• After some brainstorming on either the narrative or abstract idea for the game, or the detailed mechanic/technique of play – people seem to fall into these two categories – ask yourself, "Is this fun?" and "Will this be fun in an hour?" and "Is this something that has emergent qualities that make the optimal solution hard to see, or vary depending on other players?"
  • No one plays Noughts and Crosses (aka Tic Tac Toe) beyond the first few games, because the possibilities are quickly exhausted. BUT what if you could remove a piece, or change a O for a X or slide them into adjacent empty squares? If you are stuck for an idea, why not take something familiar and change one thing. Is it suddenly less clear what to do to win? Evolving a game idea can be a good way to get to something unexpectedly different and cool. No one is going to accuse you of plagiarism if you are sincere and don’t just clone something old.
  • Prototype quickly and spend most of your time playtesting and iterating on your design. In the early stages, use whatever is available: note cards, paper, dice, coins from your pocket. Worry about the visual look-and-feel later once you've got the core mechanics and components solidified.
  • Remember, to be truly polished your game is going to have to be played through a lot. Really, a lot! Play with the designers, taking careful notes of things that "just don’t work" as well as "sudden flashes of inspiration." Play with anyone NOT the designers, but with one of the team on hand to answer questions during play, while another makes careful notes of things that were unexpected or generally not fun. If you can, set up a "blindtest": have others play the game without the designers present, with careful instructions to make notes and comment on play. Afterwards, the designers can come and ask questions, but "Oh, the idiots didn’t understand my game!" responses to genuinely befuddled game testers is NOT the right thing to do; it is your job as a designer to make the game accessible, and if a playtester couldn’t understand what was going on, you are the one who failed, not them. If you get the game room lawyer testing your game – "Ah but the rule never said I couldn’t transform an Orange Triangle, so that means I always WIN!" – then don’t be a jerk. Thank them. They are griefing your game deliberately, sure – "But it’s obvious that you don’t do that..." – but it serves a great example of what to do to not make the game unbalanced and unfun! As a designer, your job is to create a solid design, not to antagonize your playtesters. And remember that the purpose of playtesting is to find problems, so the more problems found, the better!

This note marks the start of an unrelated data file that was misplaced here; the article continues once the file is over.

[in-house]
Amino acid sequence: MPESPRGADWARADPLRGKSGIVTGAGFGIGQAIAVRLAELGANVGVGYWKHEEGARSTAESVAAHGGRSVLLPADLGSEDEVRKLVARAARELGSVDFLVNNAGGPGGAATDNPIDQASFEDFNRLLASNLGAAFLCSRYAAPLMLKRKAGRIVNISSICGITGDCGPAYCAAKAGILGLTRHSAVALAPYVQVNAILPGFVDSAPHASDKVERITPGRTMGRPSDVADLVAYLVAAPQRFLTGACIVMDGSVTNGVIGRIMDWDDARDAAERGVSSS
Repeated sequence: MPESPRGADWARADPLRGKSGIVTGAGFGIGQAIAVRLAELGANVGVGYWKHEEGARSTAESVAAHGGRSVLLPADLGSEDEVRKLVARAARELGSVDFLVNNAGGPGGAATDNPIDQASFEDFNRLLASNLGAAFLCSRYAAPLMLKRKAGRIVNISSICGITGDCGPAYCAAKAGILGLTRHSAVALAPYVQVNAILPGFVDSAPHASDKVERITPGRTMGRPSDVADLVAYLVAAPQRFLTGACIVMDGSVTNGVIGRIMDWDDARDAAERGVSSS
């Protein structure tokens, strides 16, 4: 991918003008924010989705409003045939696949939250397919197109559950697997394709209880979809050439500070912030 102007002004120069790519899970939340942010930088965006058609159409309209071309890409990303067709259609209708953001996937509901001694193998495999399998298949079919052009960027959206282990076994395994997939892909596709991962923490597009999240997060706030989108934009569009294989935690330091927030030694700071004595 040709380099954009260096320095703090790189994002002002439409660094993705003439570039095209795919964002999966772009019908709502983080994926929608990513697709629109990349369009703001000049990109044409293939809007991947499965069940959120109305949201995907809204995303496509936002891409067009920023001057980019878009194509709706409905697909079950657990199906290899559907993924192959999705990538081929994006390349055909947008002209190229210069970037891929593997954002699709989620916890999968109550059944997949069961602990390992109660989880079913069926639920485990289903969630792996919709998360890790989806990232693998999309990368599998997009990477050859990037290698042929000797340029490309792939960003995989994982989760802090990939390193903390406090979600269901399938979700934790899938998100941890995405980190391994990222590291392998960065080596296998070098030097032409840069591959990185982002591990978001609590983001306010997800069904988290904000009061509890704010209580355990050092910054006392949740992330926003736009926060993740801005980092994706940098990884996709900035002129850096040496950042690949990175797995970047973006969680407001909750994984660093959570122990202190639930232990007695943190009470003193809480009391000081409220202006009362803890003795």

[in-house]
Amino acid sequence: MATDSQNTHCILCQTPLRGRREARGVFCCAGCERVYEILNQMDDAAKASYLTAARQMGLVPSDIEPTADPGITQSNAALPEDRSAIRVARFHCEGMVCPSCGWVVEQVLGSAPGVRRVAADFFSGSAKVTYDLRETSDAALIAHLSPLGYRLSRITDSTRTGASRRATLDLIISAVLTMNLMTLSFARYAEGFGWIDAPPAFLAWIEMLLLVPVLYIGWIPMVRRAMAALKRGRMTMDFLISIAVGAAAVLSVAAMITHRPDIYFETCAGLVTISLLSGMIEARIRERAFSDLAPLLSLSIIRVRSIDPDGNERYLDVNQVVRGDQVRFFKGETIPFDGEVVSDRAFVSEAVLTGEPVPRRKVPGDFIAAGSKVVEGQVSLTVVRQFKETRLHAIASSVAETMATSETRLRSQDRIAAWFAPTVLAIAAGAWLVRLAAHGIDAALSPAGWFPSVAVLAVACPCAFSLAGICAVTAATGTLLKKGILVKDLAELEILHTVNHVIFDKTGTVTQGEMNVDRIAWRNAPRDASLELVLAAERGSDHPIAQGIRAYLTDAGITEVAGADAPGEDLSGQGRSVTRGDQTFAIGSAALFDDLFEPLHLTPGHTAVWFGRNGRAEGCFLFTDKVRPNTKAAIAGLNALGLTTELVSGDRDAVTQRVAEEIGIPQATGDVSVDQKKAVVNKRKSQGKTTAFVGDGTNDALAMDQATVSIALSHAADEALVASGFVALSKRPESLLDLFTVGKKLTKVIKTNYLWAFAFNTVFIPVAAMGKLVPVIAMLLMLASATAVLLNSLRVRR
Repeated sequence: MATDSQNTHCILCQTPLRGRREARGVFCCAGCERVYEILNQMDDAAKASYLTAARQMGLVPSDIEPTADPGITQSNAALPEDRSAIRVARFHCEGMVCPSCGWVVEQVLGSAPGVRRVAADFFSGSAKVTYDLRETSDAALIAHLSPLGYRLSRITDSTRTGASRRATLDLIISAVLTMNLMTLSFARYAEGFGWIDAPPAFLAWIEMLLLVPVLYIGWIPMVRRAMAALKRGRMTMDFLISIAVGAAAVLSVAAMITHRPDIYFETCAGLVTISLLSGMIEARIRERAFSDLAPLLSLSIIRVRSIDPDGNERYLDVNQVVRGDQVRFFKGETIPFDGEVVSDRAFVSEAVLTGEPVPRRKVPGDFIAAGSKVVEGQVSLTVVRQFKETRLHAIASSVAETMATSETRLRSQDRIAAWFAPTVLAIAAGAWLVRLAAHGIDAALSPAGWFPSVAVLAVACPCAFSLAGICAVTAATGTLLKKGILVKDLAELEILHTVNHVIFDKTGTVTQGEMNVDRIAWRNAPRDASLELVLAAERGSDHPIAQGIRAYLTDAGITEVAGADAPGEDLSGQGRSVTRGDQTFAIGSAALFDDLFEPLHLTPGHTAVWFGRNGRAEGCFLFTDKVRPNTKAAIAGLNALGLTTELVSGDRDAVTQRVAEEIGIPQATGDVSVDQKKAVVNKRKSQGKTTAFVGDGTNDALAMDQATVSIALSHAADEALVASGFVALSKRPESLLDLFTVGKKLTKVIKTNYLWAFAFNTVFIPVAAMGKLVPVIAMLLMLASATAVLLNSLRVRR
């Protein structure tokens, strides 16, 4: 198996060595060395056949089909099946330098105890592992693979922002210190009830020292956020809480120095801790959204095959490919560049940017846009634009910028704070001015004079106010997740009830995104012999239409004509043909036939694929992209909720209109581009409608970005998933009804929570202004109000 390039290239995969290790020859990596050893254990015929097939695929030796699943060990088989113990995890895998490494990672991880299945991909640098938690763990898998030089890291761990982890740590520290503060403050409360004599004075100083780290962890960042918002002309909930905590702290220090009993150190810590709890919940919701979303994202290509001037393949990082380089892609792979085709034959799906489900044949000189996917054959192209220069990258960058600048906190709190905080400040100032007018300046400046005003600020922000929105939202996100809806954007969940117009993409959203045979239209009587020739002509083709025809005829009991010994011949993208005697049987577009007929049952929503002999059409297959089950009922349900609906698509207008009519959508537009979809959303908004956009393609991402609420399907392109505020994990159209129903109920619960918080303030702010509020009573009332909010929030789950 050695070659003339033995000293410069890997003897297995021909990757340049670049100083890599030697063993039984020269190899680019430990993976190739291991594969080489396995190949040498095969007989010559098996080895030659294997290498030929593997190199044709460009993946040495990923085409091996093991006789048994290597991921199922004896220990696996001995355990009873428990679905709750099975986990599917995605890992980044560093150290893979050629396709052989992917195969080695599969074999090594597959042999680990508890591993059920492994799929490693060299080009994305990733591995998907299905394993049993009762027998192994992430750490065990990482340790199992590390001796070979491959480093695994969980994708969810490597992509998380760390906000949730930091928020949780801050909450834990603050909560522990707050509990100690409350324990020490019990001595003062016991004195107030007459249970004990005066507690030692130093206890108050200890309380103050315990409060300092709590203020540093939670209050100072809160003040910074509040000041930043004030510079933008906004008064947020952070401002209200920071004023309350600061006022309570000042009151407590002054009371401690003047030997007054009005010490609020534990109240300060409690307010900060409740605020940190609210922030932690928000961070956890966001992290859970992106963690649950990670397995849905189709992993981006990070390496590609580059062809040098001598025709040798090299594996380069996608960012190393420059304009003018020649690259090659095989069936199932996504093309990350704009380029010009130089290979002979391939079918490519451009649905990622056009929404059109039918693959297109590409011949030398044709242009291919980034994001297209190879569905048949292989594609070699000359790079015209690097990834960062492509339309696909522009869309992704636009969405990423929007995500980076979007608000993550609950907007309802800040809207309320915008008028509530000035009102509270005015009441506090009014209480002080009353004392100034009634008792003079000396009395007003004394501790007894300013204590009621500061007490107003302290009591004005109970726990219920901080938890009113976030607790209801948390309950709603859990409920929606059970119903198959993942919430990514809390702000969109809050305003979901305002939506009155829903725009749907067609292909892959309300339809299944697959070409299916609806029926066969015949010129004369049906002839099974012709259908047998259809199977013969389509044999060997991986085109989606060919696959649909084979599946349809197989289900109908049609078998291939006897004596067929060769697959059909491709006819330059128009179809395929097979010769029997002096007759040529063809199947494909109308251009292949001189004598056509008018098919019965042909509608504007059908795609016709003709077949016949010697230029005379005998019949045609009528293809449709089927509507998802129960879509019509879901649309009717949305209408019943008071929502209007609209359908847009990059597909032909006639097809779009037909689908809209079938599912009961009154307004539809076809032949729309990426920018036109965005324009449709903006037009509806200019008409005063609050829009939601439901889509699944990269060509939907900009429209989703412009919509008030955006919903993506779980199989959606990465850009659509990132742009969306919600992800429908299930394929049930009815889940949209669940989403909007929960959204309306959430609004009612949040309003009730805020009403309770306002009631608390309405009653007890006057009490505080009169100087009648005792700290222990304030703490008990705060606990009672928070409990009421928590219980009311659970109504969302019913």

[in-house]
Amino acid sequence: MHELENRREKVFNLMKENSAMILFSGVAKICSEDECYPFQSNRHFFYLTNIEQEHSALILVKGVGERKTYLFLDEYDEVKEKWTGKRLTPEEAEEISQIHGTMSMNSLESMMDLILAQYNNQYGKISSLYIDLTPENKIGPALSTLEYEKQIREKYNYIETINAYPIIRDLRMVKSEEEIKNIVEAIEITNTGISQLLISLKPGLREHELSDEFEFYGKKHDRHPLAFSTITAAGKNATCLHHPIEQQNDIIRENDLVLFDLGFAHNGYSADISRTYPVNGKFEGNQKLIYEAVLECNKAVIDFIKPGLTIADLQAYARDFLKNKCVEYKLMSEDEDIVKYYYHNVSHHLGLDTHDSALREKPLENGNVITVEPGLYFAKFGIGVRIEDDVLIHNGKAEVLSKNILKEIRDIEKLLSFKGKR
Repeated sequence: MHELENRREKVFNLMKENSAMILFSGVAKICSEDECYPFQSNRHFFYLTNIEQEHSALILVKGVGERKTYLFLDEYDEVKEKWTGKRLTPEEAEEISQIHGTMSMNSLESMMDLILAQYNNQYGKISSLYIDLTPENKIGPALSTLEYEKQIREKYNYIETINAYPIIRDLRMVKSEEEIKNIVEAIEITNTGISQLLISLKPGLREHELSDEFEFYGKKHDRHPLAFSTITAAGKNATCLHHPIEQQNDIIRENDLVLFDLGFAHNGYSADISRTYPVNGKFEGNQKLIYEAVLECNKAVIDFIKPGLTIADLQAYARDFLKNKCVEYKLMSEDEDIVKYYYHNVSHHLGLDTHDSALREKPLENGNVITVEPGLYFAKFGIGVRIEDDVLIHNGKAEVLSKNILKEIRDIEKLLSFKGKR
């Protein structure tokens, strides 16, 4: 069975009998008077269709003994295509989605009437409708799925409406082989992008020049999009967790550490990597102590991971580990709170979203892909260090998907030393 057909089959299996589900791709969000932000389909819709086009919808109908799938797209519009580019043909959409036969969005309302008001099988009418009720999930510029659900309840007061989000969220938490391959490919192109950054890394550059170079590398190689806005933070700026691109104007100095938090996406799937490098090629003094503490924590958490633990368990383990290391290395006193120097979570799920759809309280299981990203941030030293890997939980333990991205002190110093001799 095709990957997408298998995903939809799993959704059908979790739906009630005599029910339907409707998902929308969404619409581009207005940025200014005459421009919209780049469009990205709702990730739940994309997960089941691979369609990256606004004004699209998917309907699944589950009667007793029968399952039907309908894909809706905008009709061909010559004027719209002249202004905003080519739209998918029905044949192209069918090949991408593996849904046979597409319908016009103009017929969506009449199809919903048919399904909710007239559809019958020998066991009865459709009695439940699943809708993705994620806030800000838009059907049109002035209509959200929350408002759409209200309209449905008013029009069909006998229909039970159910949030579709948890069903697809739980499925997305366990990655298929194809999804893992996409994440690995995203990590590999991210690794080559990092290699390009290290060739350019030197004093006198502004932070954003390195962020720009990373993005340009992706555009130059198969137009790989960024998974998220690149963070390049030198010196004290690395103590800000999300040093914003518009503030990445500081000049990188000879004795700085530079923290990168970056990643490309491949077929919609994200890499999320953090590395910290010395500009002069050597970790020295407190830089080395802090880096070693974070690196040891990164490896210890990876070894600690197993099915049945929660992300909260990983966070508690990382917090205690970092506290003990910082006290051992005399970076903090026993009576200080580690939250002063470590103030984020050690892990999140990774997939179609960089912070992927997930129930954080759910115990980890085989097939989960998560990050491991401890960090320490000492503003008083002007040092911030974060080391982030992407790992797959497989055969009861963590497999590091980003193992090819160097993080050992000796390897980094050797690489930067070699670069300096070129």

• Bring prototyping materials with you if you have them. Index cards, paper (blank, lined and graph), dice of different kinds and colors, plastic or glass beads/tokens, coins, standard pencils (you'll be erasing a lot!), colored pencils... you don't need everything, but bring a box with you that has anything you have lying around that you think might be useful. Or, ask your host what prototyping materials they are able to supply. This is the first year that the Global Game Jam will include board games, and many organizers will probably thank you for reminding them that these resources are things they probably could/should supply.